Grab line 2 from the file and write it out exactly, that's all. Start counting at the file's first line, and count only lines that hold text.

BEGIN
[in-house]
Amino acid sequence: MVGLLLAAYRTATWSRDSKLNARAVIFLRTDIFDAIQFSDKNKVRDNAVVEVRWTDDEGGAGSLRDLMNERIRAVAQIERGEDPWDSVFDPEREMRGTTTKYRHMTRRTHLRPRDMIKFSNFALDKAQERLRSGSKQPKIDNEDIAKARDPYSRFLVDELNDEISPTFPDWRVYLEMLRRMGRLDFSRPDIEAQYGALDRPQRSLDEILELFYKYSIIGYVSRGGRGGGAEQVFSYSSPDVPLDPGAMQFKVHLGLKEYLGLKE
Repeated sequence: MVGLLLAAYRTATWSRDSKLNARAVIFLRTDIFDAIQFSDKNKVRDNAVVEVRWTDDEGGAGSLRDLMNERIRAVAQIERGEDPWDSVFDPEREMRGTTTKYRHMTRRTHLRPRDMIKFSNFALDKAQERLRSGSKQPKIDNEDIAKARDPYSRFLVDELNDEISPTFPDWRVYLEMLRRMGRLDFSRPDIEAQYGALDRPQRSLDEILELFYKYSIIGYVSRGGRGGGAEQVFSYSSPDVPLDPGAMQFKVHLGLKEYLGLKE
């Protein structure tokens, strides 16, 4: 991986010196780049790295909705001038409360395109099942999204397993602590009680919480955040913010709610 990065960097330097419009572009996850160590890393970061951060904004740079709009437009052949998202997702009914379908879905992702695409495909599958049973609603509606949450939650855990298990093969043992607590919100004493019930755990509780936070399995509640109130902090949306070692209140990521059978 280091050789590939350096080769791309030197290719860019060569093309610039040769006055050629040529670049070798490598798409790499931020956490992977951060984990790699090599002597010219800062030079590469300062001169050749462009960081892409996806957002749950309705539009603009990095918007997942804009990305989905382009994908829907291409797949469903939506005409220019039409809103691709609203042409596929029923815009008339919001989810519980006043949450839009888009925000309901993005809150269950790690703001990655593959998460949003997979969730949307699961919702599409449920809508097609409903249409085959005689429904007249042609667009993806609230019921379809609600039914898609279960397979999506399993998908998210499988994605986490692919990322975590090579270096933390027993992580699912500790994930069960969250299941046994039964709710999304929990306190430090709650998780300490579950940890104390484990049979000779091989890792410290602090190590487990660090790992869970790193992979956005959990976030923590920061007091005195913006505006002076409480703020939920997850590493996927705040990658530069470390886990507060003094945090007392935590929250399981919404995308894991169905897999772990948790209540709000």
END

Amino acid sequence: MVGLLLAAYRTATWSRDSKLNARAVIFLRTDIFDAIQFSDKNKVRDNAVVEVRWTDDEGGAGSLRDLMNERIRAVAQIERGEDPWDSVFDPEREMRGTTTKYRHMTRRTHLRPRDMIKFSNFALDKAQERLRSGSKQPKIDNEDIAKARDPYSRFLVDELNDEISPTFPDWRVYLEMLRRMGRLDFSRPDIEAQYGALDRPQRSLDEILELFYKYSIIGYVSRGGRGGGAEQVFSYSSPDVPLDPGAMQFKVHLGLKEYLGLKE